Energy drinks: what is all the hype? The dangers of energy drink consumption

J Am Acad Nurse Pract. 2012 Feb;24(2):70-6. doi: 10.1111/j.1745-7599.2011.00689.x. Epub 2012 Jan 31.


Purpose: To describe the adverse effects associated with energy drink consumption among adolescents and young adults.

Data sources: Review of literature utilizing Medscape, the Internet, MD Consult, and CINAHL. The following search terms were used: Energy drinks, caffeine, guarana, taurine, ginseng, sugar, and caffeine toxicity. Search was limited to English language sources from 2005 to 2010.

Conclusions: The popularity of energy drinks and the rapid growth of their excessive consumption among adolescents and young adults have brought about great concern in regards to overall health and well-being. Caffeine, which is readily available to minors, is the most commonly used psychoactive substance in the world and imposes a potentially harmful influence on health, academic performance, and personal adjustments. Teens and young adults account for nearly $2.3 billion of energy drink sales. Adolescents and young adults are often unaware that various products, such as energy drinks, herbal medications, and various other medications that promote alertness, contain caffeine. When these products are taken together, caffeine toxicity and severe adverse effects can occur.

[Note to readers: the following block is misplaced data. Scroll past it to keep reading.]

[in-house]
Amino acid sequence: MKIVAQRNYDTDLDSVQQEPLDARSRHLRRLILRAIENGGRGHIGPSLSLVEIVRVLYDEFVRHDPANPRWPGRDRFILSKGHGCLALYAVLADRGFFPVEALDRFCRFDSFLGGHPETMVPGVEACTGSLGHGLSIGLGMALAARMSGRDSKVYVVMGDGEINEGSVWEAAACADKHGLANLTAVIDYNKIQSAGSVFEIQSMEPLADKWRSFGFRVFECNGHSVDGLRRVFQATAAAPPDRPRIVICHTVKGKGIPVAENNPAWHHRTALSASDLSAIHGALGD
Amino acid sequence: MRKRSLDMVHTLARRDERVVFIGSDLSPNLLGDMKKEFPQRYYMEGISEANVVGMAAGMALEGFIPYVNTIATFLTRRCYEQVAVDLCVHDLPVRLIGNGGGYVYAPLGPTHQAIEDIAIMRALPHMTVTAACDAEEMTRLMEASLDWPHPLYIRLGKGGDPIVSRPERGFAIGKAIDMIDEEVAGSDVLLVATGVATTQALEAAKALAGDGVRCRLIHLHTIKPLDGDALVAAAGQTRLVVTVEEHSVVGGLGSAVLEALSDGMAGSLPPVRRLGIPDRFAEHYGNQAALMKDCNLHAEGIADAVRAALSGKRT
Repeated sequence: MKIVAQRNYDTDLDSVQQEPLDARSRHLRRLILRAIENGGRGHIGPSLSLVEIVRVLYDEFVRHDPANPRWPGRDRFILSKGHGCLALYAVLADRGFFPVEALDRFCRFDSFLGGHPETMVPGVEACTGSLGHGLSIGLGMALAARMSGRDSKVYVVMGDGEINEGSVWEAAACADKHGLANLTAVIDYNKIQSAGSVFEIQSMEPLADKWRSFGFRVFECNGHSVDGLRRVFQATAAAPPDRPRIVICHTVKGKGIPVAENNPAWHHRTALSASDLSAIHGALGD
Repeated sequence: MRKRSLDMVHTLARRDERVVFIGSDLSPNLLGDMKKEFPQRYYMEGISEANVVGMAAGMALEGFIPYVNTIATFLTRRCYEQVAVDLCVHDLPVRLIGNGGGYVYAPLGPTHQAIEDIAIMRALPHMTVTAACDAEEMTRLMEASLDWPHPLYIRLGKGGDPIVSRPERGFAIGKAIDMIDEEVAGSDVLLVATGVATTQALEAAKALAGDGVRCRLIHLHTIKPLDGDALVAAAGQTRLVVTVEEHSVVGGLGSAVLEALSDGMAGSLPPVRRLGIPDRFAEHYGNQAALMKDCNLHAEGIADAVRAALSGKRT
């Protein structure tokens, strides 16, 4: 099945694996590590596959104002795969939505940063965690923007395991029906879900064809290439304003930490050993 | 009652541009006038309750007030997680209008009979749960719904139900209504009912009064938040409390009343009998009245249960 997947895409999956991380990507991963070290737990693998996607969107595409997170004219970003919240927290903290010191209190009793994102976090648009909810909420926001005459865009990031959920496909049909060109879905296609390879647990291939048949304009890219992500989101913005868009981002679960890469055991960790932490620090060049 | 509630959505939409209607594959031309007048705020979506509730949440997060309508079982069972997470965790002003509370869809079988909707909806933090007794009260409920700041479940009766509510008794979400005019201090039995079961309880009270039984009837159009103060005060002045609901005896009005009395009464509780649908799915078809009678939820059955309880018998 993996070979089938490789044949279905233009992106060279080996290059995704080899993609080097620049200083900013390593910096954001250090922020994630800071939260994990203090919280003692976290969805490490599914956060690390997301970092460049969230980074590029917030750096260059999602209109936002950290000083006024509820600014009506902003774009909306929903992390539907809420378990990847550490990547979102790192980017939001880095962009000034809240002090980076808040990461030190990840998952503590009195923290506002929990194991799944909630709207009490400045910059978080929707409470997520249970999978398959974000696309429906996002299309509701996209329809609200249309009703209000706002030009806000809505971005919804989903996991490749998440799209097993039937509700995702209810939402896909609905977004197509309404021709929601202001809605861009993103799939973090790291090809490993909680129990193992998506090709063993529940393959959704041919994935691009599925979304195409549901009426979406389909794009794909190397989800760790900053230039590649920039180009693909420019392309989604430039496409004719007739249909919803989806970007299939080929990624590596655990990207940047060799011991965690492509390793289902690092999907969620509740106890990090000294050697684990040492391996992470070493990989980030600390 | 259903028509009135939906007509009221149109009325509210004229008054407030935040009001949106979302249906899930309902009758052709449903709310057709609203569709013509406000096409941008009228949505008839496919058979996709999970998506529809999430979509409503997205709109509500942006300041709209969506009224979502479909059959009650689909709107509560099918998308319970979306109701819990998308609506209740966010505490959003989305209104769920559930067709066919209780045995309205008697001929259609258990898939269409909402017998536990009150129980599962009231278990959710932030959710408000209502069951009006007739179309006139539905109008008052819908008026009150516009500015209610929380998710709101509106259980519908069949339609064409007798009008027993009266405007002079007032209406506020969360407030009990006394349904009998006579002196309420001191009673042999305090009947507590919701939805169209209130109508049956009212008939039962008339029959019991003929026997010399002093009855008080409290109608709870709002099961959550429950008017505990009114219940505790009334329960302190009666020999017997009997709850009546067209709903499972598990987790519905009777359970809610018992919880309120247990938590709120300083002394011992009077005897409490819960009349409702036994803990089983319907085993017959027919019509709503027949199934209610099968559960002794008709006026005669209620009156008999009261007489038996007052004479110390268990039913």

Implications for practice: Practitioners need to be aware of the consequences of energy drink consumption and be prepared to provide appropriate patient education.

Publication types

  • Review

MeSH terms

  • Adolescent
  • Caffeine / adverse effects
  • Energy Drinks / adverse effects*
  • Health Education
  • Humans
  • Young Adult


  • Caffeine